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July 29, 2014

Genetic mutation tied to hearing loss in early-twenties

A genetic mutation has been discovered to cause the destruction of inner ear hearing cells and lead to hearing loss for people in their early twenties.

Genetic mutation tied to hearing loss in early-twenties

Australian researchers have discovered the reason why a genetic mutation is causing hearing loss for some in their early-twenties, rather than in their sixties.

Specialised ear cells destroyed

In 2010, a connection between a novel genetic mutation and hearing loss was identified. Now research shows how the mutation is causing a malfunction of the inhibitor SERPINB6, which protects the inner ear.

Individuals who lacked the healthy gene because of the genetic mutation were reported to lose their hearing from 20 years of age.

“This is unusual because most people show gradual signs of age-related hearing loss from 60 years of age onwards but mutations in SERPINB6 accelerate this process,” said Dr. Justin Tan from University of Melbourne.

Working with mice as animal models to mimic the progression of hearing loss in humans caused by SERPINB6-acceleration, the researchers found that specialised hearing cells in the inner ear were affected.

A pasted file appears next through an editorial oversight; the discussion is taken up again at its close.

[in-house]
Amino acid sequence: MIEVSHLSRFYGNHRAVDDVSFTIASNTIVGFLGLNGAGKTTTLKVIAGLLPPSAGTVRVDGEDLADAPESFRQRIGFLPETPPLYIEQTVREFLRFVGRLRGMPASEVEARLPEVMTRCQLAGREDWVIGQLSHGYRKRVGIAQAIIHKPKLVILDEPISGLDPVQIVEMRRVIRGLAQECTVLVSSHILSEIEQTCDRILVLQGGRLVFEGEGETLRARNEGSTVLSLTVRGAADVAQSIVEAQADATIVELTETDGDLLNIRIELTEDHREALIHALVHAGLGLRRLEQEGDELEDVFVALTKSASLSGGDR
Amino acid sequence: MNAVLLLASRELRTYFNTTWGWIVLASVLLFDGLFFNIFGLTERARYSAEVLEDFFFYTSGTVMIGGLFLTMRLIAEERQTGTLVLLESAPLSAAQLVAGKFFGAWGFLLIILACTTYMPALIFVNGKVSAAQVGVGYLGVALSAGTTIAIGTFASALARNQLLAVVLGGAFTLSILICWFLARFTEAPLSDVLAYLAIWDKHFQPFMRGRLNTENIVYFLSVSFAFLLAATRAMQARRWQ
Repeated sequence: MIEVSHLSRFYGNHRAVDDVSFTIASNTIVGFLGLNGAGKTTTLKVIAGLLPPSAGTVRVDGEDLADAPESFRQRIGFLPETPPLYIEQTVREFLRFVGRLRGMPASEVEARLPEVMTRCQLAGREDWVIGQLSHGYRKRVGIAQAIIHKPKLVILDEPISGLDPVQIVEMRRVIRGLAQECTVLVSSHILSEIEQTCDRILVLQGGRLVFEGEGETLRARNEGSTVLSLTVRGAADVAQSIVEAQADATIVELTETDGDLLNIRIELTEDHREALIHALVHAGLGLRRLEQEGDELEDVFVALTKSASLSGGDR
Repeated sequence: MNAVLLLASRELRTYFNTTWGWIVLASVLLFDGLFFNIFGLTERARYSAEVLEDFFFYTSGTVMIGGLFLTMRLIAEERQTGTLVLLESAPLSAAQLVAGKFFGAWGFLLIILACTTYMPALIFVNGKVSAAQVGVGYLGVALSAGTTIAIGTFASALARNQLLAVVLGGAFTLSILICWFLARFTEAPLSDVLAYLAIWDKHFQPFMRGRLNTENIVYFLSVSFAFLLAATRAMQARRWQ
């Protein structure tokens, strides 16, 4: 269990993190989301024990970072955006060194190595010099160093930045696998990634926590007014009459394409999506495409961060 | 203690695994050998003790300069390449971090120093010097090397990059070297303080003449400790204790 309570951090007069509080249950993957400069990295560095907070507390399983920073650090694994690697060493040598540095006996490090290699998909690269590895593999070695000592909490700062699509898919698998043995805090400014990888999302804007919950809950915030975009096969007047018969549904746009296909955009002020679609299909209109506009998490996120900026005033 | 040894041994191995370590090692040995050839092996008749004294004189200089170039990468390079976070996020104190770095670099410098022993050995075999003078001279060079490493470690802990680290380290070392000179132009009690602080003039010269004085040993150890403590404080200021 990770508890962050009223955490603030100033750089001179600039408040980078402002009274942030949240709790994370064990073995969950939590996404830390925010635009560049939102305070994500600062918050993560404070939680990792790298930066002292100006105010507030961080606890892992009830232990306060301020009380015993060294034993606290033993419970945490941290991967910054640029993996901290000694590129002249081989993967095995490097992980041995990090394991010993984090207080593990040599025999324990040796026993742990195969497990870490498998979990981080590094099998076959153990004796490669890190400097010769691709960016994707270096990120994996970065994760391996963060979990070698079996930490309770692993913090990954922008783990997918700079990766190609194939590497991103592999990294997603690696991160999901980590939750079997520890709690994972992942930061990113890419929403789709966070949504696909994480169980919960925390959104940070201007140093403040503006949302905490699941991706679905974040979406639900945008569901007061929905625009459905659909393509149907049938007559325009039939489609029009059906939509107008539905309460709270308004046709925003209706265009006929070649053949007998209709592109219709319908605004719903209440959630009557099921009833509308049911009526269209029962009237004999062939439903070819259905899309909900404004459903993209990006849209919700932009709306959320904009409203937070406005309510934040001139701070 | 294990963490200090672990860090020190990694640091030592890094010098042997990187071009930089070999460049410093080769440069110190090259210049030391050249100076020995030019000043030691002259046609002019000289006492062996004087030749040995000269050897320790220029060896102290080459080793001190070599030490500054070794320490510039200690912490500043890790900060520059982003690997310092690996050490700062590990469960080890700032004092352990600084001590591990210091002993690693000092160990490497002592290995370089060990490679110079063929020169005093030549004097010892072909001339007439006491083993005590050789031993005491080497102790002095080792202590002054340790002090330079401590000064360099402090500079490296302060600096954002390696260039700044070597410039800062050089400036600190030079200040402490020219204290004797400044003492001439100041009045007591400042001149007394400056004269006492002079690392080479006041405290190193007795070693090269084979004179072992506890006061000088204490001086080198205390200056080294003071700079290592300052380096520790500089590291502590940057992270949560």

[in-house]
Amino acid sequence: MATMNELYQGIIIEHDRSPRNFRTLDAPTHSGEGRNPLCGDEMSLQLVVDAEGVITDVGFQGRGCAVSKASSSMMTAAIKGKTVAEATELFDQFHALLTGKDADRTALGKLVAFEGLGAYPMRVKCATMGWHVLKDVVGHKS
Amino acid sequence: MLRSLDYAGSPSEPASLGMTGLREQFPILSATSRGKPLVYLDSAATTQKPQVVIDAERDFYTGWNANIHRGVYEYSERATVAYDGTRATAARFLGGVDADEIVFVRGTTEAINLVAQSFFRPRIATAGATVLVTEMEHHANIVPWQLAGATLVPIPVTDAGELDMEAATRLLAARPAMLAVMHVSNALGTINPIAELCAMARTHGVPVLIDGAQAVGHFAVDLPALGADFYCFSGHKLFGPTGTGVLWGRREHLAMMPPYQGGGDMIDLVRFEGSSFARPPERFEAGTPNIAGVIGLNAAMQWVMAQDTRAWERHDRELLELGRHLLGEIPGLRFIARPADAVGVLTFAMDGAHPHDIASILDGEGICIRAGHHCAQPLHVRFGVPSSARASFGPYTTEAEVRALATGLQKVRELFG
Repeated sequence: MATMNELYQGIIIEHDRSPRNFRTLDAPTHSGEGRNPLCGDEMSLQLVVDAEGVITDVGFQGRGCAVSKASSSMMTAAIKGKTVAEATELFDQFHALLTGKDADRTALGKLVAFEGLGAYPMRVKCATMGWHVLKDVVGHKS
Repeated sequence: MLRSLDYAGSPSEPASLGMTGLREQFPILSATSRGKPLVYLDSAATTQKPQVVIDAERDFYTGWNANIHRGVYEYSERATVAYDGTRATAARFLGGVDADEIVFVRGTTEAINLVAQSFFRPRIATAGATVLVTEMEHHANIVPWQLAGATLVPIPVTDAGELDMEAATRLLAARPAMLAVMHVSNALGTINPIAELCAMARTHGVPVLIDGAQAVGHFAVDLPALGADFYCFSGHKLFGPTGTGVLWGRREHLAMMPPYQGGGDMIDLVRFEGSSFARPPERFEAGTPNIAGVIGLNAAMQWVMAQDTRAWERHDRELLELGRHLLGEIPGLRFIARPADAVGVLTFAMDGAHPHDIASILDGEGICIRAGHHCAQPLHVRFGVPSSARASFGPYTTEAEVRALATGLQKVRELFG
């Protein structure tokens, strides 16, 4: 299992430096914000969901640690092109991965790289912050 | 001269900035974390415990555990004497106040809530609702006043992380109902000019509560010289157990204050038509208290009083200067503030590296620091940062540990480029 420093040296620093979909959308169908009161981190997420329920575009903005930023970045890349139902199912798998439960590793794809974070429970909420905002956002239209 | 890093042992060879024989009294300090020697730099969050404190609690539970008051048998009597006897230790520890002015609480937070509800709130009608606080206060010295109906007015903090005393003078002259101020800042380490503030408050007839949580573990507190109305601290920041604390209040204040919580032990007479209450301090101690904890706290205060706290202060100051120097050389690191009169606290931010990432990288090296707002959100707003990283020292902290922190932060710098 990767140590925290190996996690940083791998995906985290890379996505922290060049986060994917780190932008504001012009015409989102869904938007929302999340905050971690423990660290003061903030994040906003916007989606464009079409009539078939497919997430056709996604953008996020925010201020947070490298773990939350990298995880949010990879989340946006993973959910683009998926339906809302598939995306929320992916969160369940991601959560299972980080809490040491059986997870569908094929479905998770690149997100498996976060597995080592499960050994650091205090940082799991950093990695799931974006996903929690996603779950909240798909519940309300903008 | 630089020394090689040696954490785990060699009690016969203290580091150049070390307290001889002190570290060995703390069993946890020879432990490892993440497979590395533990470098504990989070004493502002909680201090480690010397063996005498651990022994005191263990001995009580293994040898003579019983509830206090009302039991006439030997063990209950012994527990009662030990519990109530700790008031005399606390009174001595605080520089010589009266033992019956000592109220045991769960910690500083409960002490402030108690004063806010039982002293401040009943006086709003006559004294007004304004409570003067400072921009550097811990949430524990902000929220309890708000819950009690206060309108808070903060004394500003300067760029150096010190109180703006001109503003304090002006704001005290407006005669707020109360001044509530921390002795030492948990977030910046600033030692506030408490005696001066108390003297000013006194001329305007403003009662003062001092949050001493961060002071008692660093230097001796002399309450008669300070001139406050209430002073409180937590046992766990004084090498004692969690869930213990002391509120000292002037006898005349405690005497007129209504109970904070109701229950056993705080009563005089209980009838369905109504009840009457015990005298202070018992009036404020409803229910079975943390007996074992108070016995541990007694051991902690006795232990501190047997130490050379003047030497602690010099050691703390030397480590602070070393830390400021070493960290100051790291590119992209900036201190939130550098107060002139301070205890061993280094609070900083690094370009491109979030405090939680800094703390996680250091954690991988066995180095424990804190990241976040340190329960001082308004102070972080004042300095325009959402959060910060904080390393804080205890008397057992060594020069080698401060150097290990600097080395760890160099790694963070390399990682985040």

When examining the inner ears of the subjects under a microscope, the Australian researchers discovered how the sensory hair cells, and the neighbouring fibrocytes that support them, had died. Both types of cell are fundamental to the transformation of sounds into signals in our hearing nerve.

New knowledge

Even though mutations affecting the hair cells have been known to lead to hearing loss for decades, the effect on fibrocytes is new and significant.

“We are finally beginning to understand the role of these proteins in protecting our hearing,” said Professor Philip Bird from Monash University in Australia, who led the research.

The research was conducted by scientists from the Department of Biochemistry and Molecular Biology at Monash University and the Department of Otolaryngology at the University of Melbourne.

The study was published in the American Journal of Pathology.

Source:www.sciencedaily.com/ andmonash.edu/

 

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